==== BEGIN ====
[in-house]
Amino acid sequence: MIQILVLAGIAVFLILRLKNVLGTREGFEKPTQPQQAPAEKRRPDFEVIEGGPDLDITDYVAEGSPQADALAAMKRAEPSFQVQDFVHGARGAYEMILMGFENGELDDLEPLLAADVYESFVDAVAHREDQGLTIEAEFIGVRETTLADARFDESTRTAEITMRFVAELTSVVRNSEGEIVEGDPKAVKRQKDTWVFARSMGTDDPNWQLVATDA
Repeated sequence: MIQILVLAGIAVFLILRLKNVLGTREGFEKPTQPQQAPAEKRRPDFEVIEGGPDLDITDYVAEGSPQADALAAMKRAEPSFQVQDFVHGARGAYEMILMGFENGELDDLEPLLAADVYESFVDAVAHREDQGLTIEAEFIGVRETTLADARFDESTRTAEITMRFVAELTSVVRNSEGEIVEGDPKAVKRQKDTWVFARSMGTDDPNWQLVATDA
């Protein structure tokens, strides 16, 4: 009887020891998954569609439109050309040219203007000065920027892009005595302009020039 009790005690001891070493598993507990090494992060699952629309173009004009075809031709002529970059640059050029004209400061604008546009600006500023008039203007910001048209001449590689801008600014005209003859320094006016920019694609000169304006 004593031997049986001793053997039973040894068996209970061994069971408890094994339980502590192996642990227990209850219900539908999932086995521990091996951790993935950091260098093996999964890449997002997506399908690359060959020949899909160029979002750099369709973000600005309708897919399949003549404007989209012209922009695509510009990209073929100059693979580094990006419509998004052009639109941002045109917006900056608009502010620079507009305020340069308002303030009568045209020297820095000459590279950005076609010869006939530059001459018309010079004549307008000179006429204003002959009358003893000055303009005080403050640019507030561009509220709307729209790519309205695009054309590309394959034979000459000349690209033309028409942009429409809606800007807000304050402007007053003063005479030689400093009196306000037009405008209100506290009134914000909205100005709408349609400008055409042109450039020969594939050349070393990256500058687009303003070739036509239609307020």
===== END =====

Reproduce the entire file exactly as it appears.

[in-house]
Amino acid sequence: MIQILVLAGIAVFLILRLKNVLGTREGFEKPTQPQQAPAEKRRPDFEVIEGGPDLDITDYVAEGSPQADALAAMKRAEPSFQVQDFVHGARGAYEMILMGFENGELDDLEPLLAADVYESFVDAVAHREDQGLTIEAEFIGVRETTLADARFDESTRTAEITMRFVAELTSVVRNSEGEIVEGDPKAVKRQKDTWVFARSMGTDDPNWQLVATDA
Repeated sequence: MIQILVLAGIAVFLILRLKNVLGTREGFEKPTQPQQAPAEKRRPDFEVIEGGPDLDITDYVAEGSPQADALAAMKRAEPSFQVQDFVHGARGAYEMILMGFENGELDDLEPLLAADVYESFVDAVAHREDQGLTIEAEFIGVRETTLADARFDESTRTAEITMRFVAELTSVVRNSEGEIVEGDPKAVKRQKDTWVFARSMGTDDPNWQLVATDA
């Protein structure tokens, strides 16, 4: 009887020891998954569609439109050309040219203007000065920027892009005595302009020039 009790005690001891070493598993507990090494992060699952629309173009004009075809031709002529970059640059050029004209400061604008546009600006500023008039203007910001048209001449590689801008600014005209003859320094006016920019694609000169304006 004593031997049986001793053997039973040894068996209970061994069971408890094994339980502590192996642990227990209850219900539908999932086995521990091996951790993935950091260098093996999964890449997002997506399908690359060959020949899909160029979002750099369709973000600005309708897919399949003549404007989209012209922009695509510009990209073929100059693979580094990006419509998004052009639109941002045109917006900056608009502010620079507009305020340069308002303030009568045209020297820095000459590279950005076609010869006939530059001459018309010079004549307008000179006429204003002959009358003893000055303009005080403050640019507030561009509220709307729209790519309205695009054309590309394959034979000459000349690209033309028409942009429409809606800007807000304050402007007053003063005479030689400093009196306000037009405008209100506290009134914000909205100005709408349609400008055409042109450039020969594939050349070393990256500058687009303003070739036509239609307020």